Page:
If you have never built and cooked your dinner over a campfire, or just simply laid back watching the stars while the fire crackles and pops beside you, then you have never fully enjoyed the outdoors! Getting a fire going is very easy, but it is a skill that will serve you well to learn whether you are camping, stuck on the side of a mountain in an emergency, or need to impress the guys (or a lucky girl) with your back woods skills.
Start by finding an open area with no tree branches overhead. Heat and sparks rise so keep it clear over the area where you intend to make the fire pit. Arrange stones and small rocks 6” or so in diameter in a circle that is 2’ to 3’across. Try to arrange the rocks so their sides are touching. This ring will contain the coals and ashes to keep the fire from spreading.
Make sure the place you choose to build your fire pit is not on a bed of pine needles or dry leaves. Soft ground created by loosely packed leaves can cause the fire to burn into the ground, possibly igniting roots or the dry leaves. This can cause the fire to sneak out from under the pit and may appear to be extinguished when it is actually spreading underground waiting for a chance to flair up again.
Once you have created the fire pit, you will need the essential ingredients to start your fire. Tinder, kindling (small dry twigs), medium size twigs, small branches, and chopped firewood are the building blocks of a good fire. Any experienced woodsman will tell you, once you figure you have gathered enough wood for the night-double it. In winter or rough conditions-triple it. You don’t want to have to start looking for more wood in the middle of the night.
Tinder is dry, small and fine materials that will burn easy from just a spark. Things like dry grass, leaves, cattails and their fluffy seed pods, pine needles, crumpled newspaper, clothes dryer lint, or commercially made emergency tinder all will work. The key is that they must be dry. Pile one or two cups of tinder in the middle of the fire pit and place the smallest, driest twigs on the tinder in a teepee formation encircling ¾ of the way around the pile. Place the open ¼ of the twigs so the wind can blow into it and the twigs so they hold the tinder from blowing away.
There are many different ways to create the spark to start the fire. Everyone has their own method some of which include matches, lighters, flint and steel, magnesium fire starter, or steel wool connected to a 9volt battery. (The steel wool is used to touch the two contacts together and make a spark. This works very well as long as the battery stays dry). The most reliable method is with the flint and steel method as it works even in wet conditions. To light your fire, place the flint in the open ¼ of the sticks and strike the steel low down against the pile a couple times until the spark that is created lights the tinder.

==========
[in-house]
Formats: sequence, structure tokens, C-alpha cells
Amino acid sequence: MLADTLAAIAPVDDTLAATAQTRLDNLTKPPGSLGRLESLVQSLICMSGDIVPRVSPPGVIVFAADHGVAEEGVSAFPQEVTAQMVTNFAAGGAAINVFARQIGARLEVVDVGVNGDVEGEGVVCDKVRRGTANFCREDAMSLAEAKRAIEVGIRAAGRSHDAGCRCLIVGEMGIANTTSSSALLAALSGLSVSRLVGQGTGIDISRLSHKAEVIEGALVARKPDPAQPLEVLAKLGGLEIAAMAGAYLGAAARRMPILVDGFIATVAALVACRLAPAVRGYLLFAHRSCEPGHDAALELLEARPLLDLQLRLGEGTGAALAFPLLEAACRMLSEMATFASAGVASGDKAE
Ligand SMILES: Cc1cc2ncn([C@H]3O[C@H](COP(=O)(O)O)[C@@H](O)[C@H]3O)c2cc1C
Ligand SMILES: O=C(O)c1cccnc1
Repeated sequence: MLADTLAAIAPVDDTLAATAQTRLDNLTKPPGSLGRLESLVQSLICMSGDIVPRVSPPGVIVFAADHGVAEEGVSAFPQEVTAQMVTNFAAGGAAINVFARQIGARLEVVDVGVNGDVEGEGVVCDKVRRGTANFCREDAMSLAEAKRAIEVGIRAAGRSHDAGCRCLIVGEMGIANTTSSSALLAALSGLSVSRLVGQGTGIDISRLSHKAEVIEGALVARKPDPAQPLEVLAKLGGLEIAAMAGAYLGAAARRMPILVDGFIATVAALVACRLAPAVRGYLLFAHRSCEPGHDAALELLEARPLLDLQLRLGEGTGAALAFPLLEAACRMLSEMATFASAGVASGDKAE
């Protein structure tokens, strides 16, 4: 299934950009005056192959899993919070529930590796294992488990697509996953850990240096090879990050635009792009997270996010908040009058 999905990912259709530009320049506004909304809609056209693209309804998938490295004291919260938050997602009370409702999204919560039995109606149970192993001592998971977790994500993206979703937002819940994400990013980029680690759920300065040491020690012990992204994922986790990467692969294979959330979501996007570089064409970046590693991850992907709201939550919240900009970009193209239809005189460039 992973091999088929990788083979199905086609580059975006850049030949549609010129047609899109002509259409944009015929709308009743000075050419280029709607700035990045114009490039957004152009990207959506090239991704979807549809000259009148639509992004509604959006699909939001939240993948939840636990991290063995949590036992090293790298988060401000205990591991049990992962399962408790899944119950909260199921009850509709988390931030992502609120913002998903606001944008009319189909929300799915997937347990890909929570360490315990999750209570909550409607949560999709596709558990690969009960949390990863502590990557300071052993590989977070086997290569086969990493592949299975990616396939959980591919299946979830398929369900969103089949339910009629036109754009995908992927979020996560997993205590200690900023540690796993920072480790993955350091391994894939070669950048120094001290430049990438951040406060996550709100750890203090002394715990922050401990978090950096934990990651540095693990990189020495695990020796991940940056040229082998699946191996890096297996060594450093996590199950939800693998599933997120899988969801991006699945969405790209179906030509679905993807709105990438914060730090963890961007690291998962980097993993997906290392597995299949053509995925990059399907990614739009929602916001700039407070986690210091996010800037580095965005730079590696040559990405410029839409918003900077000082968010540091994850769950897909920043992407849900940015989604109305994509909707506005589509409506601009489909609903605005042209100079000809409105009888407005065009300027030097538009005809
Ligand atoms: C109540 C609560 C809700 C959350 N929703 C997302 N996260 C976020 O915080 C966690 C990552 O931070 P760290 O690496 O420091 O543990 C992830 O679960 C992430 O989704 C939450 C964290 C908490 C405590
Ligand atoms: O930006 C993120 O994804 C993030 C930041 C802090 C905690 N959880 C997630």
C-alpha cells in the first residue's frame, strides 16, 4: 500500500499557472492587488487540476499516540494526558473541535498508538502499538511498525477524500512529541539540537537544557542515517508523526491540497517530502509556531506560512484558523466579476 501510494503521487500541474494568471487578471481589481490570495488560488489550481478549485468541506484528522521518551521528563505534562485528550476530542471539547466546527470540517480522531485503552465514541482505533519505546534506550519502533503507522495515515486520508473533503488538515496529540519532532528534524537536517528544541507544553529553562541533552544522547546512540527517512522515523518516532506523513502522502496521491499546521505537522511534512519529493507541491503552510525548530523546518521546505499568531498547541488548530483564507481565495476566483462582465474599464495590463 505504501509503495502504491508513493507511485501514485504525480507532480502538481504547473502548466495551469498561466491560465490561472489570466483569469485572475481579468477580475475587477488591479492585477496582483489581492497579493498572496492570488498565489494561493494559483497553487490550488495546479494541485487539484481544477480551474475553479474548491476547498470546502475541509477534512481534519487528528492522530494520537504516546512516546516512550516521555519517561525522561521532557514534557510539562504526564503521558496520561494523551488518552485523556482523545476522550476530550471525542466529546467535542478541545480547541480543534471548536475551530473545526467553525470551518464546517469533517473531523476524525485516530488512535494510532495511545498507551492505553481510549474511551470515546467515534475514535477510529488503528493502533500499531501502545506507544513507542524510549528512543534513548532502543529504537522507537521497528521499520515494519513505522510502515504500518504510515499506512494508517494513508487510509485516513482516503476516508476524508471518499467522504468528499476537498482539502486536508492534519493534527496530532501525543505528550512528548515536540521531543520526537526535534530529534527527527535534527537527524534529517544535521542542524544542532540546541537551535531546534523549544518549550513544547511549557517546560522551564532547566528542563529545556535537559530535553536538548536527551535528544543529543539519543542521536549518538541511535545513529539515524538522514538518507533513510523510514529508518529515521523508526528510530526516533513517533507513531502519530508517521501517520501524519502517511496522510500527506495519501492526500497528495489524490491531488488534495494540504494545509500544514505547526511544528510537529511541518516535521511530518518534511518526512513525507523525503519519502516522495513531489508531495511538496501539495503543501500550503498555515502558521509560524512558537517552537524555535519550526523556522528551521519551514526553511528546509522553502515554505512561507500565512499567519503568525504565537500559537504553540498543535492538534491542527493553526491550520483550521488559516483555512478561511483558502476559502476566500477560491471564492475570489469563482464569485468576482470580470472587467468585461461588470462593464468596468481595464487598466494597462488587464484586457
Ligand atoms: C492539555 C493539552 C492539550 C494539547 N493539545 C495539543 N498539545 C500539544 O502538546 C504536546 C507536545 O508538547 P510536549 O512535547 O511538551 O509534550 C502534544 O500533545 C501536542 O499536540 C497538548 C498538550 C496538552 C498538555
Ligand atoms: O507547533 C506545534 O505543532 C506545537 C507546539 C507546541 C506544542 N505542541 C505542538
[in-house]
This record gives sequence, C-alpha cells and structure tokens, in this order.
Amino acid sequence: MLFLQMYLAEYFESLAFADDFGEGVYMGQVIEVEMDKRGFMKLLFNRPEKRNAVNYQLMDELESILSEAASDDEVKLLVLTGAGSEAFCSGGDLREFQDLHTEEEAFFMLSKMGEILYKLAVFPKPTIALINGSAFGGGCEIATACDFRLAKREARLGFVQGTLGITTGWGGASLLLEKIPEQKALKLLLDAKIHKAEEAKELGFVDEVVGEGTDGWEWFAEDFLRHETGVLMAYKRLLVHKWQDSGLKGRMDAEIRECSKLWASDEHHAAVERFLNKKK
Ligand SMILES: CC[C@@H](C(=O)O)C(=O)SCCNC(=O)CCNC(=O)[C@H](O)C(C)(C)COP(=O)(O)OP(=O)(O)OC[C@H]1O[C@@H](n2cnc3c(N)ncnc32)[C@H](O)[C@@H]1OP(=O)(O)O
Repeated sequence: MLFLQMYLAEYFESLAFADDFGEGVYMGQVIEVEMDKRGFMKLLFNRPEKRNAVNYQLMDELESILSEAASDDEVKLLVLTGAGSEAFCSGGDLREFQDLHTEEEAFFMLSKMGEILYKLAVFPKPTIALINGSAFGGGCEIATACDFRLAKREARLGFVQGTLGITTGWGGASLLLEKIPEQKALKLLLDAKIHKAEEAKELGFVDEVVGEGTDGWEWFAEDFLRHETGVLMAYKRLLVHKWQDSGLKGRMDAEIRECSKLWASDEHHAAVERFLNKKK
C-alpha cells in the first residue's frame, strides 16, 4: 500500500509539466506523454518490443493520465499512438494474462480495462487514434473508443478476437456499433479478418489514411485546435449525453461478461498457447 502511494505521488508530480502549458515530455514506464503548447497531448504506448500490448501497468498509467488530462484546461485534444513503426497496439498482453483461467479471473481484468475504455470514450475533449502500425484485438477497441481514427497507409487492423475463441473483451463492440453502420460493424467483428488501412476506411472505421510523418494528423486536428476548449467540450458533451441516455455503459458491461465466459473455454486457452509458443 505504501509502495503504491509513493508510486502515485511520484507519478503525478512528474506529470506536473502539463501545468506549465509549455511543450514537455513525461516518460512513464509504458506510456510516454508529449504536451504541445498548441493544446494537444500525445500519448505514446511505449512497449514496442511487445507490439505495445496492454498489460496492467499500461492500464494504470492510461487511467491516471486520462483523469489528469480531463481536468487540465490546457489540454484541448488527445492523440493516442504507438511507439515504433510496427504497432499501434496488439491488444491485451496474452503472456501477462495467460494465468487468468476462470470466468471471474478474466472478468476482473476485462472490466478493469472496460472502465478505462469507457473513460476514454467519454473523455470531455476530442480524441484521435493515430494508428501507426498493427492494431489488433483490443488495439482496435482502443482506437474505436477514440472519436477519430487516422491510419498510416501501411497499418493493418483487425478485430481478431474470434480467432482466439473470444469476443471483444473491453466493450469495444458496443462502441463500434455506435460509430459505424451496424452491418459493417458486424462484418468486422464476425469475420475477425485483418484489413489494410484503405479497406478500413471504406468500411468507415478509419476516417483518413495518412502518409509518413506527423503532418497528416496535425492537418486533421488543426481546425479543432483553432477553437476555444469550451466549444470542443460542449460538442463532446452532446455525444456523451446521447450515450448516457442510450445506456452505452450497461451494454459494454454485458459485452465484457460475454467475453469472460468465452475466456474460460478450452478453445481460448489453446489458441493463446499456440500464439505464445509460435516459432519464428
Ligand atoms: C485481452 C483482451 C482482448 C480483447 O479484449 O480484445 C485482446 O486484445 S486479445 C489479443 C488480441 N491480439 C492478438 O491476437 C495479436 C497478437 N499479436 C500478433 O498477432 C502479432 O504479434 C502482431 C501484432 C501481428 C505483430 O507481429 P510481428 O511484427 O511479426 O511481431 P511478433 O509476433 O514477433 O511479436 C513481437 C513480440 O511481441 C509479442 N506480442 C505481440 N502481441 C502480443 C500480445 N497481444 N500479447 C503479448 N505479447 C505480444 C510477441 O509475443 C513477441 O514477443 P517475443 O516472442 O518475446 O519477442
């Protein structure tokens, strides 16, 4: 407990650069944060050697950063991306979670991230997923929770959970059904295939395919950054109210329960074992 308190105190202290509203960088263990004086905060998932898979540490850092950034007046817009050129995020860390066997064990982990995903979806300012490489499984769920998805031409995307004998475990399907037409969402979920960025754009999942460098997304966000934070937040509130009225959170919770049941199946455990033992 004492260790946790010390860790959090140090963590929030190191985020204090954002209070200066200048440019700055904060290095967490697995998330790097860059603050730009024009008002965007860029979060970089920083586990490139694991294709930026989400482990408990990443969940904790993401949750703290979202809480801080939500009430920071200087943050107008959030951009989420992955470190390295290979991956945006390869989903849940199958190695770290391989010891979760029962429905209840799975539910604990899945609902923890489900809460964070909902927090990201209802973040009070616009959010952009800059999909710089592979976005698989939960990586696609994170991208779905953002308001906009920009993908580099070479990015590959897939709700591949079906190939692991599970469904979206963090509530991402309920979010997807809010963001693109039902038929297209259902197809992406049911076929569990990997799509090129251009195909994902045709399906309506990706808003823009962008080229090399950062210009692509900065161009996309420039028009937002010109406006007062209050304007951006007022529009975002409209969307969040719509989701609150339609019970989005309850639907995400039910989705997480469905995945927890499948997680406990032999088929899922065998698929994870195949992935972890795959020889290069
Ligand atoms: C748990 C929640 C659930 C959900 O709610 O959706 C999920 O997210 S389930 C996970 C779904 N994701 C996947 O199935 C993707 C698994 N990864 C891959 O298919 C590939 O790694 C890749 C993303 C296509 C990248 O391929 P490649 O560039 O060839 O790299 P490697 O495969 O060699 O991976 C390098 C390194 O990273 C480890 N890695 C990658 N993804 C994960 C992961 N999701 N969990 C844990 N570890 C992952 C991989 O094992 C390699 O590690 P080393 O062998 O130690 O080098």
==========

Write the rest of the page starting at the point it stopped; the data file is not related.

As the tinder burns and the small twigs catch fire, slowly add on the medium size twigs-just a few at a time until they burn and the fire increases. Now add a couple small branches and let them burn until the fire increases again. Finally add some split firewood logs or thick branches to the fire, a good size is 12” long and about 3” in diameter. Hard woods such as oak, maple, or birch are the best choices. Cedar is best for kindling and its bark makes good tinder as well. Birch bark if dry is also good for use as tinder when mixed with dry grass and pine needles. Whichever woods you prefer or have to use, make sure to keep your fire under control and not let it fill your fire pit to the sides. Every year hundreds of fires are started in North America by simple campfires that got out of control. Make sure to have water, snow, or lots of loose dirt nearby that can be used to put the fire out when you leave, go to bed, or just in case things get out of control.
Knowing how to light a fire in the woods is one of the most important skills you can have. On your next camping trip, leave the propane barbecue at home and create your own kind of heat.
Copyright 2016 Mike Wilson